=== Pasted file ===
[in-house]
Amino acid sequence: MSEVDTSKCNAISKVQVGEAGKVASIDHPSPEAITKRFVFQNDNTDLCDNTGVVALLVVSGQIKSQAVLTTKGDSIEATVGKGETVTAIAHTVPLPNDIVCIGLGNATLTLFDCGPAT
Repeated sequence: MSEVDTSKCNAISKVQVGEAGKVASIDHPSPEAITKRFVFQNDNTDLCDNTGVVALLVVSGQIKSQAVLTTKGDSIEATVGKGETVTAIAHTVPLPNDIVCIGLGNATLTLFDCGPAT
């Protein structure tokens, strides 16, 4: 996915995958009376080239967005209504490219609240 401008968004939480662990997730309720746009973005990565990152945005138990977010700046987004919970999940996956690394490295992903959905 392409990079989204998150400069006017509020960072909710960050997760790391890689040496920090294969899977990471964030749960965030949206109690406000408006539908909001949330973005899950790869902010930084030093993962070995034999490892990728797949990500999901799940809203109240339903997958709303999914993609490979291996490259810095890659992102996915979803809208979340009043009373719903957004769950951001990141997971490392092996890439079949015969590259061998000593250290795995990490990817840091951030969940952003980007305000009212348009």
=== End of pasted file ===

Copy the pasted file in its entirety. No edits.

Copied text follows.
[in-house]
Amino acid sequence: MSEVDTSKCNAISKVQVGEAGKVASIDHPSPEAITKRFVFQNDNTDLCDNTGVVALLVVSGQIKSQAVLTTKGDSIEATVGKGETVTAIAHTVPLPNDIVCIGLGNATLTLFDCGPAT
Repeated sequence: MSEVDTSKCNAISKVQVGEAGKVASIDHPSPEAITKRFVFQNDNTDLCDNTGVVALLVVSGQIKSQAVLTTKGDSIEATVGKGETVTAIAHTVPLPNDIVCIGLGNATLTLFDCGPAT
């Protein structure tokens, strides 16, 4: 996915995958009376080239967005209504490219609240 401008968004939480662990997730309720746009973005990565990152945005138990977010700046987004919970999940996956690394490295992903959905 392409990079989204998150400069006017509020960072909710960050997760790391890689040496920090294969899977990471964030749960965030949206109690406000408006539908909001949330973005899950790869902010930084030093993962070995034999490892990728797949990500999901799940809203109240339903997958709303999914993609490979291996490259810095890659992102996915979803809208979340009043009373719903957004769950951001990141997971490392092996890439079949015969590259061998000593250290795995990490990817840091951030969940952003980007305000009212348009």